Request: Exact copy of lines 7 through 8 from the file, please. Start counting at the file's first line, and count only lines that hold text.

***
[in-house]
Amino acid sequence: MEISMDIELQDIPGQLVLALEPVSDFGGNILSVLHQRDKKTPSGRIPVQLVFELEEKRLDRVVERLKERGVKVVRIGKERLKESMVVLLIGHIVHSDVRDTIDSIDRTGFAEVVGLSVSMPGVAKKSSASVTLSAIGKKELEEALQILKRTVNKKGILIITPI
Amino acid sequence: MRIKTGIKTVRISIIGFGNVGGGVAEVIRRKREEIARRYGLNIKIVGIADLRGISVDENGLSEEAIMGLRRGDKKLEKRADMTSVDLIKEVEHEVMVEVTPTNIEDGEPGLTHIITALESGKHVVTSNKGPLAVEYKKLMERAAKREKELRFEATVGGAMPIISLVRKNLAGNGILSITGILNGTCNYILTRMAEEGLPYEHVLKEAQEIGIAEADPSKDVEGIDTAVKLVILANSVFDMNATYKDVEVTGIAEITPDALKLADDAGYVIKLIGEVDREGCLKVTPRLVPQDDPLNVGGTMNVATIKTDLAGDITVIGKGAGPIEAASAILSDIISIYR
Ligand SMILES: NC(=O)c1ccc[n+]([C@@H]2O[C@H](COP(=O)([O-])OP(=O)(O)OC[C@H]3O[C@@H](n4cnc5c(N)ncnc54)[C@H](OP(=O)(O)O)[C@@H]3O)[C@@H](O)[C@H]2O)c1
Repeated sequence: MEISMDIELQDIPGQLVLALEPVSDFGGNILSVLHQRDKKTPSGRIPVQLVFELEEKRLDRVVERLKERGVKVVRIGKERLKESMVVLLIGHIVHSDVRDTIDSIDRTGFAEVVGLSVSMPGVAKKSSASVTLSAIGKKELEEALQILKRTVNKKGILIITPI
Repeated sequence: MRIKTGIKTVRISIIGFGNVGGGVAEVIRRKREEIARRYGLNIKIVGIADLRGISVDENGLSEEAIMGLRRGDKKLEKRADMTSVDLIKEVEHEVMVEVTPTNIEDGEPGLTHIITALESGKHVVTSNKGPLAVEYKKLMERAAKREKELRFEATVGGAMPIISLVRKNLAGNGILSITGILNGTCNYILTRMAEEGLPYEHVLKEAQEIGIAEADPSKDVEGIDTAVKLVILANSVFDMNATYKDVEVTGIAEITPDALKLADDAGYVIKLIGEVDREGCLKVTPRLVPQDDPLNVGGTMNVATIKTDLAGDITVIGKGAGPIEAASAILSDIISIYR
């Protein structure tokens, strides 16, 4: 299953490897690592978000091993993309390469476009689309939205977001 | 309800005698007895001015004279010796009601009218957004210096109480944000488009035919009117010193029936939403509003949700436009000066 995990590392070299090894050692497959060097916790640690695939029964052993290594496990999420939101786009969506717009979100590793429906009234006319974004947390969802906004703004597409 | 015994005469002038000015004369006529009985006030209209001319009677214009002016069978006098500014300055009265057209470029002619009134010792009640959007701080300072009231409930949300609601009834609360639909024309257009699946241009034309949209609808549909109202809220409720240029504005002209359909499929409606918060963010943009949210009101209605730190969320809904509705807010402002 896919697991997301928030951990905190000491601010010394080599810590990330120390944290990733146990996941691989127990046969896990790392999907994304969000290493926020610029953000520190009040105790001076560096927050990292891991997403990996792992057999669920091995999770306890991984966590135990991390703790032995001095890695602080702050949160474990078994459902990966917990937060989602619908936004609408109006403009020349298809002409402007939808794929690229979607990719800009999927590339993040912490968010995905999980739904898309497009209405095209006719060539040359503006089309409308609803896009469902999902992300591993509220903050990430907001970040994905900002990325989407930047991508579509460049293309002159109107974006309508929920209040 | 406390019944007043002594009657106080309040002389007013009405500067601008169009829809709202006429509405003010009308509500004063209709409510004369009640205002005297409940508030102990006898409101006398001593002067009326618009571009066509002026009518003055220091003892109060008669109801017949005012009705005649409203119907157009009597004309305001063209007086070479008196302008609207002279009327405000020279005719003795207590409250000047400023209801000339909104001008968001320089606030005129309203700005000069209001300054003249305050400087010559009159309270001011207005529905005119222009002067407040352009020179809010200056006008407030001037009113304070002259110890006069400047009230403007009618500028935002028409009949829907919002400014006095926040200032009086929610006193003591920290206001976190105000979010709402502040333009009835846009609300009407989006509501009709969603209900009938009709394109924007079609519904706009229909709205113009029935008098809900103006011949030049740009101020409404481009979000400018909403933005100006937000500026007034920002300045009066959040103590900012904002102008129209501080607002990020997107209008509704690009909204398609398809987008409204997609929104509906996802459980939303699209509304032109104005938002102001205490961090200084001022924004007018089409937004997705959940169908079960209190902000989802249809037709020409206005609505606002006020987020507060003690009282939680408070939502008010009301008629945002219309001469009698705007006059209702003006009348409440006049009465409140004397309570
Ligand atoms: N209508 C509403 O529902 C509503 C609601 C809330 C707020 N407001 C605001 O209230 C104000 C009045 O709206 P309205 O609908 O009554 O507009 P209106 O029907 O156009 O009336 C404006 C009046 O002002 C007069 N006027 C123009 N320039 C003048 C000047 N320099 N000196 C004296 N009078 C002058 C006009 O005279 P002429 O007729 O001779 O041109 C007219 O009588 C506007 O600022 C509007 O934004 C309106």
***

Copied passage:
């Protein structure tokens, strides 16, 4: 299953490897690592978000091993993309390469476009689309939205977001 | 309800005698007895001015004279010796009601009218957004210096109480944000488009035919009117010193029936939403509003949700436009000066 995990590392070299090894050692497959060097916790640690695939029964052993290594496990999420939101786009969506717009979100590793429906009234006319974004947390969802906004703004597409 | 015994005469002038000015004369006529009985006030209209001319009677214009002016069978006098500014300055009265057209470029002619009134010792009640959007701080300072009231409930949300609601009834609360639909024309257009699946241009034309949209609808549909109202809220409720240029504005002209359909499929409606918060963010943009949210009101209605730190969320809904509705807010402002 896919697991997301928030951990905190000491601010010394080599810590990330120390944290990733146990996941691989127990046969896990790392999907994304969000290493926020610029953000520190009040105790001076560096927050990292891991997403990996792992057999669920091995999770306890991984966590135990991390703790032995001095890695602080702050949160474990078994459902990966917990937060989602619908936004609408109006403009020349298809002409402007939808794929690229979607990719800009999927590339993040912490968010995905999980739904898309497009209405095209006719060539040359503006089309409308609803896009469902999902992300591993509220903050990430907001970040994905900002990325989407930047991508579509460049293309002159109107974006309508929920209040 | 406390019944007043002594009657106080309040002389007013009405500067601008169009829809709202006429509405003010009308509500004063209709409510004369009640205002005297409940508030102990006898409101006398001593002067009326618009571009066509002026009518003055220091003892109060008669109801017949005012009705005649409203119907157009009597004309305001063209007086070479008196302008609207002279009327405000020279005719003795207590409250000047400023209801000339909104001008968001320089606030005129309203700005000069209001300054003249305050400087010559009159309270001011207005529905005119222009002067407040352009020179809010200056006008407030001037009113304070002259110890006069400047009230403007009618500028935002028409009949829907919002400014006095926040200032009086929610006193003591920290206001976190105000979010709402502040333009009835846009609300009407989006509501009709969603209900009938009709394109924007079609519904706009229909709205113009029935008098809900103006011949030049740009101020409404481009979000400018909403933005100006937000500026007034920002300045009066959040103590900012904002102008129209501080607002990020997107209008509704690009909204398609398809987008409204997609929104509906996802459980939303699209509304032109104005938002102001205490961090200084001022924004007018089409937004997705959940169908079960209190902000989802249809037709020409206005609505606002006020987020507060003690009282939680408070939502008010009301008629945002219309001469009698705007006059209702003006009348409440006049009465409140004397309570
Ligand atoms: N209508 C509403 O529902 C509503 C609601 C809330 C707020 N407001 C605001 O209230 C104000 C009045 O709206 P309205 O609908 O009554 O507009 P209106 O029907 O156009 O009336 C404006 C009046 O002002 C007069 N006027 C123009 N320039 C003048 C000047 N320099 N000196 C004296 N009078 C002058 C006009 O005279 P002429 O007729 O001779 O041109 C007219 O009588 C506007 O600022 C509007 O934004 C309106």